With all the incredible death metal coming out it’s easy to miss out on good releases. But last month saw the release of a demo that demands immediate attention. A one-man operation based in Maine, SEEP play brutal death-doom and their demo Souvenirs of a Necrosadist is exactly the kind of skull-fracturing, tolerance-breaking inhumanity that will keep our callused minds interested. Straightforward and single-minded, just as SEEP are at once bold and authentic. Born from a subtle mutation, a work of sadistic art, Souvenirs… brings forth three towering and toppling tracks of SEEP’s own brutal death metal + death doom hybrid sound.
Finally coming to our senses after our first time listening to SEEP’s demo, we reach out to the band immediately. We were answered by one Vomitus, the everything-but-bassist behind SEEP. Vomitus confirmed they were the “solo skull” behind SEEP before explaining that bassist Meatsack “is a good friend of [theirs].” Vomitus tells us, “for the next release, it is likely that everything will be done entirely on my own.”
Souvenirs of a Necrosadist
They continue: “I’m a bit of an isolationist. I don’t like compromising my vision. And with SEEP, I have a very specific vision with regards to sound, concept, and visuals. […] That being said, it’s not all a personal choice. I really went it alone out of necessity. I live in a rural town that has a population of 2,000 people. There are more trees and trailer trash around here than there are musicians. […] I was a vocalist in a couple of local death metal bands in the past. I also have a long-running doom metal project. However, I’d prefer not to divulge the name of that project. It would give away who I am and I prefer anonymity. Living in a small town, raising children, it is best that people don’t find out about what I do in my spare time. Some people kill people; I make music about killing people.”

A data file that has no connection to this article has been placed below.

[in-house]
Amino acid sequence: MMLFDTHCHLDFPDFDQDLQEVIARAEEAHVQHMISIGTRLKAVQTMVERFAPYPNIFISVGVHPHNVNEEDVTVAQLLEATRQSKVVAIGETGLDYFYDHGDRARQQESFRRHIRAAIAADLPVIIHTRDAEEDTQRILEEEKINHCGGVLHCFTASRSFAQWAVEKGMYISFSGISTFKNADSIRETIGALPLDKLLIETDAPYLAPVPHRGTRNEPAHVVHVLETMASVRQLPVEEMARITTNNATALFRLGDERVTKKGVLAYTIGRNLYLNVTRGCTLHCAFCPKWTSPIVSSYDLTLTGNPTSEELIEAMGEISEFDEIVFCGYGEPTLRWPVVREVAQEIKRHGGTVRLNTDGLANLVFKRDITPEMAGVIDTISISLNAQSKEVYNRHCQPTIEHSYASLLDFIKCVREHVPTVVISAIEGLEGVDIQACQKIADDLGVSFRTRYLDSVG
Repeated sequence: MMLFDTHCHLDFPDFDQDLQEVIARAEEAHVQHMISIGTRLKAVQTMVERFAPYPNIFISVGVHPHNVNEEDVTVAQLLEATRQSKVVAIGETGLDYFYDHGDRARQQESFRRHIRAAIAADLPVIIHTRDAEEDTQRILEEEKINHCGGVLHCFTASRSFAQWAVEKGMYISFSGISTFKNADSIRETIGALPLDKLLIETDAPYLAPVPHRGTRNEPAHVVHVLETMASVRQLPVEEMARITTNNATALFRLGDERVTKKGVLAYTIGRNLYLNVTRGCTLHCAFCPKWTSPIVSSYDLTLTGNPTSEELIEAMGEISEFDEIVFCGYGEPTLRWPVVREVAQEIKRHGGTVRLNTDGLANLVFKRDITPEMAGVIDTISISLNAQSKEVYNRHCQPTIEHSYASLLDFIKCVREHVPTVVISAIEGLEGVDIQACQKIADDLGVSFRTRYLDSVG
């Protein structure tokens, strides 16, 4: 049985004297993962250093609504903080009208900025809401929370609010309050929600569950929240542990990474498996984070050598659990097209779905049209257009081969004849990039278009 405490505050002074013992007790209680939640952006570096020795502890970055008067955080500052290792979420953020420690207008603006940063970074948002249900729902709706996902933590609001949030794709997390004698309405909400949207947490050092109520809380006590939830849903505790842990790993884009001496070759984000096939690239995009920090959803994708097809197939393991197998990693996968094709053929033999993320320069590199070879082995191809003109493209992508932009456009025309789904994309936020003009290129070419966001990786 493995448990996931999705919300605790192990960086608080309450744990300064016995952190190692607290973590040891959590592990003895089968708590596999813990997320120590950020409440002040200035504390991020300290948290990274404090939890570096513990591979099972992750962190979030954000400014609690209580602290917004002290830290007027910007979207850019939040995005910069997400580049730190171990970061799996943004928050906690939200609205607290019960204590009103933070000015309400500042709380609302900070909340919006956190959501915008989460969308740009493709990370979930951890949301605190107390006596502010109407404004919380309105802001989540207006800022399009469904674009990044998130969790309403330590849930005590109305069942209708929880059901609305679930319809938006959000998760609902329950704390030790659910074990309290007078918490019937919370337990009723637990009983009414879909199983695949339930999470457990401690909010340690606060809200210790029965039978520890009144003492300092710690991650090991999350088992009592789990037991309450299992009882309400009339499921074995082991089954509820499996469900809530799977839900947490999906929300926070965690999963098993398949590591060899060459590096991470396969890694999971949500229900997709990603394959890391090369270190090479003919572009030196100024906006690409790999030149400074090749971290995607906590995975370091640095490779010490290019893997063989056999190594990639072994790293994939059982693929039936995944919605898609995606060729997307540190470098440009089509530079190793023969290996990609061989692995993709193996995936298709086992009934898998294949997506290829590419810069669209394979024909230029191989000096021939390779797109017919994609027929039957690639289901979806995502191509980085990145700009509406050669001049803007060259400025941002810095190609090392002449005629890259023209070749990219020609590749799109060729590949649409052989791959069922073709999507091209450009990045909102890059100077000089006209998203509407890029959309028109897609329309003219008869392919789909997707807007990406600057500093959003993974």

And we listen to the music they make about killing people. The way we see it, if one is to conceal their identity behind a band name, SEEP is an evocative and strong choice.
Vomitus expresses their gratitude, says, “I knew from the beginning that I wanted a short, one-word band name. Meatsack and I bounced ideas off of one another. There were some other good ones but SEEP was just so disgustingly simple. It conjures up the image of pus oozing out of a wound. It’s gross. It’s memorable. And to my knowledge, it has never been used before.”
So what inspired Vomitus to make brutal death-doom about killing people in the first place?